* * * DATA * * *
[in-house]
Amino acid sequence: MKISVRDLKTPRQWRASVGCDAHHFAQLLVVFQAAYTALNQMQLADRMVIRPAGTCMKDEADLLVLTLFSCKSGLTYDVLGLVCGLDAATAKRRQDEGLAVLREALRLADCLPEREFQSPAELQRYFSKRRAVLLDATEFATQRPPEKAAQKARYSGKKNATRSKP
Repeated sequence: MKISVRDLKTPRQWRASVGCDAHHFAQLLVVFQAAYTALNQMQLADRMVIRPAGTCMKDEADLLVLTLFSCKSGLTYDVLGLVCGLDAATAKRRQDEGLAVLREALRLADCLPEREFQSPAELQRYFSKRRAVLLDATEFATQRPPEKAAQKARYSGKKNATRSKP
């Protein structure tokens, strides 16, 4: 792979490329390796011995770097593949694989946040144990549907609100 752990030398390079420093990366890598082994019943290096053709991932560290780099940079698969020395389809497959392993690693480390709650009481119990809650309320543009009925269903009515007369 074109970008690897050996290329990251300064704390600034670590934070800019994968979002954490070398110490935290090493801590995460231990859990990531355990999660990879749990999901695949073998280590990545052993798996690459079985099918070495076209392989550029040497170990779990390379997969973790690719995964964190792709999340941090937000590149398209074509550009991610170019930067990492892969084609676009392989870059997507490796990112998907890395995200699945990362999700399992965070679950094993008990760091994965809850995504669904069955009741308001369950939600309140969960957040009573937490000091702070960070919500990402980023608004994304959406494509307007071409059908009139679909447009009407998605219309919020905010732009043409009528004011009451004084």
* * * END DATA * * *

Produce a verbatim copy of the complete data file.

[in-house]
Amino acid sequence: MKISVRDLKTPRQWRASVGCDAHHFAQLLVVFQAAYTALNQMQLADRMVIRPAGTCMKDEADLLVLTLFSCKSGLTYDVLGLVCGLDAATAKRRQDEGLAVLREALRLADCLPEREFQSPAELQRYFSKRRAVLLDATEFATQRPPEKAAQKARYSGKKNATRSKP
Repeated sequence: MKISVRDLKTPRQWRASVGCDAHHFAQLLVVFQAAYTALNQMQLADRMVIRPAGTCMKDEADLLVLTLFSCKSGLTYDVLGLVCGLDAATAKRRQDEGLAVLREALRLADCLPEREFQSPAELQRYFSKRRAVLLDATEFATQRPPEKAAQKARYSGKKNATRSKP
């Protein structure tokens, strides 16, 4: 792979490329390796011995770097593949694989946040144990549907609100 752990030398390079420093990366890598082994019943290096053709991932560290780099940079698969020395389809497959392993690693480390709650009481119990809650309320543009009925269903009515007369 074109970008690897050996290329990251300064704390600034670590934070800019994968979002954490070398110490935290090493801590995460231990859990990531355990999660990879749990999901695949073998280590990545052993798996690459079985099918070495076209392989550029040497170990779990390379997969973790690719995964964190792709999340941090937000590149398209074509550009991610170019930067990492892969084609676009392989870059997507490796990112998907890395995200699945990362999700399992965070679950094993008990760091994965809850995504669904069955009741308001369950939600309140969960957040009573937490000091702070960070919500990402980023608004994304959406494509307007071409059908009139679909447009009407998605219309919020905010732009043409009528004011009451004084």